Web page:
Amcu president Joseph Mathunjwa. Picture: REUTERS
Amcu president Joseph Mathunjwa. Picture: REUTERS

The Association of Mineworkers and Construction Union (Amcu) is demanding R17,000 a month per miner in the platinum sector, as wage talks with the biggest producers start, prompting an angry response from Sibanye-Stillwater.

Amcu, which has used R12,500/month as its rallying call since 2012 when it rose to prominence in the platinum industry, has adjusted its base demand to R17,000/month because of inflation, said the union’s president, Joseph Mathunjwa. The average basic wage for the lowest earners in the platinum industry is R11,500 a month

Amcu’s demands include provisions around housing, provident funds, transport, medical aids and other issues, which Mathunjwa said will amount to a total demand of R30,000 per worker. “This is a drop in the ocean compared to what CEOs earn per hour,” he said, adding that Amcu represents about 60,000 workers in the platinum wage talks.

Mathunjwa noted the strong increase in palladium and rhodium prices since 2017 at a media briefing ahead of the start of wage talks with Sibanye-Stillwater, Anglo American Platinum and Impala Platinum, SA’s three largest platinum group metal producers.

“It’s high time the bosses share their hyper-profits with the workers who are toiling every day,” he said.

An analyst described Amcu’s opening demands as the “usual opening gambit” and that there was unlikely to be a major strike because platinum miners are making good bonuses in the prevailing price environment.

Singling out Sibanye, the world's biggest platinum miner, and its CEO, Neal Froneman, after the futile five-month wage strike by Amcu at the company’s gold division, Mathunjwa said Froneman had boasted about how the platinum division in the company was protecting the company from the gold strike.

The analyst said the outcome of the failed gold strike, which left more than 14,000 Amcu members in severe financial difficulties, would have been closely monitored by their peers in the platinum sector, again, dimming the appetite for a protracted strike.

Mathunjwa and Amcu brought SA’s platinum mines around the Rustenburg area to a complete stop in a five-month wage strike in 2014, taking more than 1-million ounces of platinum out of the market.

Mathunjwa also noted the more than R3bn Sibanye raised during the gold strike, asking Froneman to use that to increase platinum miners’ salaries.

Sibanye immediately dismissed Amcu’s demands as “impractical and unaffordable”. 

‘Significant losses’

“The claim that the platinum group metals (PGM) industry has been experiencing a boom is recent years is fallacious,” said Sibanye spokesperson James Wellsted. “The platinum price is actually at its lowest since just after the global financial crisis and it is only in the past eight months that the basket price, driven by palladium and rhodium, and a weaker rand has exceeded industry costs.”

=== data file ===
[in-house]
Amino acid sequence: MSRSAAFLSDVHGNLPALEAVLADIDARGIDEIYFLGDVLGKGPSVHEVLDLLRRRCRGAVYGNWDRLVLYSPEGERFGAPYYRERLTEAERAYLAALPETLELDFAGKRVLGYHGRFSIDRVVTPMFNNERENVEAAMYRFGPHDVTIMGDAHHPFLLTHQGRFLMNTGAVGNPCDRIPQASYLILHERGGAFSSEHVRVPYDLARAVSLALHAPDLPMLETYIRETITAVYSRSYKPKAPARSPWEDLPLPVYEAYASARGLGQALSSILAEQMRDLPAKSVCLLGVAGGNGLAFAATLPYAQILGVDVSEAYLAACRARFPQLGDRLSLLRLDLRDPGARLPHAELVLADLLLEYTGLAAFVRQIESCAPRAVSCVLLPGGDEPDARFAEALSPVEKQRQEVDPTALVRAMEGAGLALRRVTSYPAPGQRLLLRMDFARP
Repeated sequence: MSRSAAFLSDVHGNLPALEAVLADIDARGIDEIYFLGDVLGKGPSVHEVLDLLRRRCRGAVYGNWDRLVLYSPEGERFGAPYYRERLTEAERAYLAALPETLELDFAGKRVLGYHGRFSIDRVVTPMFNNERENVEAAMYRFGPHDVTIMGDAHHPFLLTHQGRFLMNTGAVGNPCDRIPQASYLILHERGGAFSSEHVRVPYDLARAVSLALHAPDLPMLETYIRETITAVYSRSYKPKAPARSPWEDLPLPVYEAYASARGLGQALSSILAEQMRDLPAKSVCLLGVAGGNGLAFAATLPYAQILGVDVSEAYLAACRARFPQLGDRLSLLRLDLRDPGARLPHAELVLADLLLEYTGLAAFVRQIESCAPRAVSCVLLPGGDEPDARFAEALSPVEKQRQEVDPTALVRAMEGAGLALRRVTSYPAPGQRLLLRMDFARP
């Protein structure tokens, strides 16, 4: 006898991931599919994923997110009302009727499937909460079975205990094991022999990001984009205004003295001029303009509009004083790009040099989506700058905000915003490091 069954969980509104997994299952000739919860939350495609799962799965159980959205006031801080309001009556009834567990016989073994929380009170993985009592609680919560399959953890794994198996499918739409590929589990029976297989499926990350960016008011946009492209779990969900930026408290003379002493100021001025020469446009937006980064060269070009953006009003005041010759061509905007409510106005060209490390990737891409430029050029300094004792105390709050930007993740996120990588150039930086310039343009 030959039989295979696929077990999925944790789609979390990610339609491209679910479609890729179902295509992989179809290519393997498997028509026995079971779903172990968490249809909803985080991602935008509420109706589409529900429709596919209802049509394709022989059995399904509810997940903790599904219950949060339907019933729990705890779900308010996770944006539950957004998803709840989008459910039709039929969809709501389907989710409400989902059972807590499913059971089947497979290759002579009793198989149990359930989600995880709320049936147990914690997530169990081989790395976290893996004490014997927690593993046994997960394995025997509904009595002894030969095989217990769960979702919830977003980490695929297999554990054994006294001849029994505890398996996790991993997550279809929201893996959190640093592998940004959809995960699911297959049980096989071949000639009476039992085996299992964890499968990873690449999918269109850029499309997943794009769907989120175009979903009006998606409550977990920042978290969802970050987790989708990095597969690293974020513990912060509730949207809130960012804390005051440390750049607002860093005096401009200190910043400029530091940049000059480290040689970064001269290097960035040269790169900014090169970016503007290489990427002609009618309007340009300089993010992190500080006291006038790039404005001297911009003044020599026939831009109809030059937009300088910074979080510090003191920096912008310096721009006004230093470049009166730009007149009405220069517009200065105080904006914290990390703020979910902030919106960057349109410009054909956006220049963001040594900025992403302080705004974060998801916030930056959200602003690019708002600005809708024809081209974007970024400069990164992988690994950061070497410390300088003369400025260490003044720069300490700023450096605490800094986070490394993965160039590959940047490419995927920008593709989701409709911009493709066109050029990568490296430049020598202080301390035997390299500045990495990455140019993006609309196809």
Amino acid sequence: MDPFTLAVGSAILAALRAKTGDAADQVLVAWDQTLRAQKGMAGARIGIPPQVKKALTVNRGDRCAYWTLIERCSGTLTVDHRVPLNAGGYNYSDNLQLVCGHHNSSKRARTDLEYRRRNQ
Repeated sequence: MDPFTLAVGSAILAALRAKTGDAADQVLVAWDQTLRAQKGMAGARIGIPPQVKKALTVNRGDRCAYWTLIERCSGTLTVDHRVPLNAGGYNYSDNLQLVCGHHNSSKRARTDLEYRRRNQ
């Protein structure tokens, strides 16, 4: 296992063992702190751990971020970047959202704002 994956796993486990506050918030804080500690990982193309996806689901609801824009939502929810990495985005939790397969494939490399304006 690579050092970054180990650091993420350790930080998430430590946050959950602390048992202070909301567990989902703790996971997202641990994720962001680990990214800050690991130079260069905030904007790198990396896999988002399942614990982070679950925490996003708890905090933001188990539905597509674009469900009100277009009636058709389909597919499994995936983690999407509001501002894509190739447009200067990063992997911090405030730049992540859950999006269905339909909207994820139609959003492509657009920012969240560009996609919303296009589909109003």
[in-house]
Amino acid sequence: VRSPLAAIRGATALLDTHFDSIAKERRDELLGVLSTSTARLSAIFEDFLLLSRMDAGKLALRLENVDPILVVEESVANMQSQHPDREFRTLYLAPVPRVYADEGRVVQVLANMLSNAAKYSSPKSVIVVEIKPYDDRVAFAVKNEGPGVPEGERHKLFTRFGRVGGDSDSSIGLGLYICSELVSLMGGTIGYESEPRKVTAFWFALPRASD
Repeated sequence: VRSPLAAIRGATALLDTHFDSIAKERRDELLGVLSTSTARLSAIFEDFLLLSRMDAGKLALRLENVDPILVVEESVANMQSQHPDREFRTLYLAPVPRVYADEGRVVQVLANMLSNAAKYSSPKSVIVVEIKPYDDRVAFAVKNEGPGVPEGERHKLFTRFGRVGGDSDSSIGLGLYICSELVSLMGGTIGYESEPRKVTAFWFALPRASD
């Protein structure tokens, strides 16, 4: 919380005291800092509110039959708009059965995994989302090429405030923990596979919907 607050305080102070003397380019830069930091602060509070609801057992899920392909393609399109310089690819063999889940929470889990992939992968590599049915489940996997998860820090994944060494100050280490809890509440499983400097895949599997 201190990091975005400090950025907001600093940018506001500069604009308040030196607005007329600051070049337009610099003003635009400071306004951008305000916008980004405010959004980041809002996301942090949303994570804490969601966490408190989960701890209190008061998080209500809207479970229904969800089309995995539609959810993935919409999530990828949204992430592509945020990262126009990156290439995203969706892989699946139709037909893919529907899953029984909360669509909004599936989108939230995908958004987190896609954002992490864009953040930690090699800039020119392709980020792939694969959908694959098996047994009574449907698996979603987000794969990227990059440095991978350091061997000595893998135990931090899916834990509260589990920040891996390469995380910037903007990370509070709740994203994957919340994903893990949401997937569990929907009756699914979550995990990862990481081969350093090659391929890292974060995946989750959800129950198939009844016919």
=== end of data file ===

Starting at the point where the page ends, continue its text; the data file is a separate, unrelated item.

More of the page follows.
A basket price is the total average price achieved for each ounce of the PGMs a company sells, with palladium and rhodium, which are mainly used in automotive catalytic devices in engine exhaust systems, the stand-out performers.

“For years prior to this, the industry has made significant losses and has had to curtail capital investment in order to survive, with many jobs having been lost as a result,” Wellsted said. “With unavoidable cost pressures already coming from spiraling electricity costs from Eskom, excessive demands of this nature will threaten the future of the industry and with it many more jobs.”

Sibanye has taken over Lonmin in a R4bn all-share deal. Amcu is by far the largest union at the Lonmin mines and fiercely opposed the takeover, contesting it every step of the way, going as far as appealing against the Competition Tribunal’s conditional approval of the transaction.

“Amcu’s opposition meant we delayed the transaction by 13 months,” Mathunjwa said, noting the action had saved thousands of workers’ positions and kept their salaries intact for that period. The opposition to the merger cost Amcu R3m, he said.

When the deal was unveiled in December 2017, Lonmin said it would have to cut 12,500 jobs over three years. The competition authorities put a six-month moratorium on job cuts once the takeover was completed.

Froneman has said the improved PGM prices since the deal was announced could mean there would be reduced job cuts and slower action around closing marginal Lonmin shafts.

Mathunjwa gave no further details of other demands Amcu, the largest union in the platinum sector, is making in wage talks.

Updated: June 14 2019
This article has been updated with responses from Sibanye-Stillwater and a mining sector analyst.